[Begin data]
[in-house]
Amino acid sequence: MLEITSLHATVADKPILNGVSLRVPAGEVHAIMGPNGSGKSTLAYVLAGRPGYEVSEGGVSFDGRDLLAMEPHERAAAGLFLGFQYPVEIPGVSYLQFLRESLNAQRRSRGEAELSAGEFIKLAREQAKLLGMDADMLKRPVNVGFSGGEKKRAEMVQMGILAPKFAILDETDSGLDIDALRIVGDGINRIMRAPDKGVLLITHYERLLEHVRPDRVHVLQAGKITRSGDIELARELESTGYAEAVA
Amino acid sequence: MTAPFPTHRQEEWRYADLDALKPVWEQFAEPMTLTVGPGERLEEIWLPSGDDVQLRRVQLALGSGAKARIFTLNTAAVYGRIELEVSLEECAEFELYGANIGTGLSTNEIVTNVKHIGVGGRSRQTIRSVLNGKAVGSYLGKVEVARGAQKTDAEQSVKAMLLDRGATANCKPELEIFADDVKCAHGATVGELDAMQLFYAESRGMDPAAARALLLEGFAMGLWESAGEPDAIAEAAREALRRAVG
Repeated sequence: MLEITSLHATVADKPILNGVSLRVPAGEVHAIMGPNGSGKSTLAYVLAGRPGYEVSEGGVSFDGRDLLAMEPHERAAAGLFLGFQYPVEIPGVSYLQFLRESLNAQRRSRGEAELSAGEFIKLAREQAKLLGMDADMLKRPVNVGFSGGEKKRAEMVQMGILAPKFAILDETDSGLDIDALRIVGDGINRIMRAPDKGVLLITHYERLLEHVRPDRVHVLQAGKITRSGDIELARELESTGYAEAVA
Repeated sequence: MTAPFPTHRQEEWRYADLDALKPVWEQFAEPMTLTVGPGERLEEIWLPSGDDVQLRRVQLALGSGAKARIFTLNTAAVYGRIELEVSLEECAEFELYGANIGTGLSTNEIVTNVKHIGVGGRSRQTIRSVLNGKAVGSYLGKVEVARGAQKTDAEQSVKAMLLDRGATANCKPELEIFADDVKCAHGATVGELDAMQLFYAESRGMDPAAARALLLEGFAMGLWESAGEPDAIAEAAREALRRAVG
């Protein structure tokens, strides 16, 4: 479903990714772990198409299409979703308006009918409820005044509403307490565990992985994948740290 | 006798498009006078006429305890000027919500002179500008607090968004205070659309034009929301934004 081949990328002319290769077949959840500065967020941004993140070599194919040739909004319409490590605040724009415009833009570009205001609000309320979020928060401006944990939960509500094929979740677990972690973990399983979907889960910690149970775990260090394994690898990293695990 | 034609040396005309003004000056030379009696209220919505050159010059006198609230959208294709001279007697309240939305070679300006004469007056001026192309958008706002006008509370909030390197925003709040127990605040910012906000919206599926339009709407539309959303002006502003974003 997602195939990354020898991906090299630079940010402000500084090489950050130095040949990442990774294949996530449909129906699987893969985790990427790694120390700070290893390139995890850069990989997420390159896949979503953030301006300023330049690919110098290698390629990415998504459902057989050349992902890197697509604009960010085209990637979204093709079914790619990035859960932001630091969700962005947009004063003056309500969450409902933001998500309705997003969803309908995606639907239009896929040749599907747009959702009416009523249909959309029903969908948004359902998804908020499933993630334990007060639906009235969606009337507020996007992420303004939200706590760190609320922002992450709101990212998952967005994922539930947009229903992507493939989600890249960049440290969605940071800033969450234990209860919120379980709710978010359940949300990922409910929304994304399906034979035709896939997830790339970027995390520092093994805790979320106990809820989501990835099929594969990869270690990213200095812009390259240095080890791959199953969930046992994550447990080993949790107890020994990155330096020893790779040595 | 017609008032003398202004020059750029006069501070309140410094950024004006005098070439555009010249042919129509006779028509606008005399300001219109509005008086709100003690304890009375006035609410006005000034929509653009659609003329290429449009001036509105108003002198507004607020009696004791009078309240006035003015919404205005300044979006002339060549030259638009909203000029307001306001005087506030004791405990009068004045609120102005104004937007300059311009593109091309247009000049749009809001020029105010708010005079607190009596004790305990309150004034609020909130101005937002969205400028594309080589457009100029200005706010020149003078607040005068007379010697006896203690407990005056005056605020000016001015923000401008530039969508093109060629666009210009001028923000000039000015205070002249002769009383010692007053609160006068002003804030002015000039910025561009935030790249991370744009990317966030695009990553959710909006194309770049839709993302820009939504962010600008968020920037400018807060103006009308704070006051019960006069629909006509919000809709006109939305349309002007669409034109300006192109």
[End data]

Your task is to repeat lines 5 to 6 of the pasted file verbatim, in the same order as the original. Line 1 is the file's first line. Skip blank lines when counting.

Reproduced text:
Repeated sequence: MTAPFPTHRQEEWRYADLDALKPVWEQFAEPMTLTVGPGERLEEIWLPSGDDVQLRRVQLALGSGAKARIFTLNTAAVYGRIELEVSLEECAEFELYGANIGTGLSTNEIVTNVKHIGVGGRSRQTIRSVLNGKAVGSYLGKVEVARGAQKTDAEQSVKAMLLDRGATANCKPELEIFADDVKCAHGATVGELDAMQLFYAESRGMDPAAARALLLEGFAMGLWESAGEPDAIAEAAREALRRAVG
């Protein structure tokens, strides 16, 4: 479903990714772990198409299409979703308006009918409820005044509403307490565990992985994948740290 | 006798498009006078006429305890000027919500002179500008607090968004205070659309034009929301934004 081949990328002319290769077949959840500065967020941004993140070599194919040739909004319409490590605040724009415009833009570009205001609000309320979020928060401006944990939960509500094929979740677990972690973990399983979907889960910690149970775990260090394994690898990293695990 | 034609040396005309003004000056030379009696209220919505050159010059006198609230959208294709001279007697309240939305070679300006004469007056001026192309958008706002006008509370909030390197925003709040127990605040910012906000919206599926339009709407539309959303002006502003974003 997602195939990354020898991906090299630079940010402000500084090489950050130095040949990442990774294949996530449909129906699987893969985790990427790694120390700070290893390139995890850069990989997420390159896949979503953030301006300023330049690919110098290698390629990415998504459902057989050349992902890197697509604009960010085209990637979204093709079914790619990035859960932001630091969700962005947009004063003056309500969450409902933001998500309705997003969803309908995606639907239009896929040749599907747009959702009416009523249909959309029903969908948004359902998804908020499933993630334990007060639906009235969606009337507020996007992420303004939200706590760190609320922002992450709101990212998952967005994922539930947009229903992507493939989600890249960049440290969605940071800033969450234990209860919120379980709710978010359940949300990922409910929304994304399906034979035709896939997830790339970027995390520092093994805790979320106990809820989501990835099929594969990869270690990213200095812009390259240095080890791959199953969930046992994550447990080993949790107890020994990155330096020893790779040595 | 017609008032003398202004020059750029006069501070309140410094950024004006005098070439555009010249042919129509006779028509606008005399300001219109509005008086709100003690304890009375006035609410006005000034929509653009659609003329290429449009001036509105108003002198507004607020009696004791009078309240006035003015919404205005300044979006002339060549030259638009909203000029307001306001005087506030004791405990009068004045609120102005104004937007300059311009593109091309247009000049749009809001020029105010708010005079607190009596004790305990309150004034609020909130101005937002969205400028594309080589457009100029200005706010020149003078607040005068007379010697006896203690407990005056005056605020000016001015923000401008530039969508093109060629666009210009001028923000000039000015205070002249002769009383010692007053609160006068002003804030002015000039910025561009935030790249991370744009990317966030695009990553959710909006194309770049839709993302820009939504962010600008968020920037400018807060103006009308704070006051019960006069629909006509919000809709006109939305349309002007669409034109300006192109």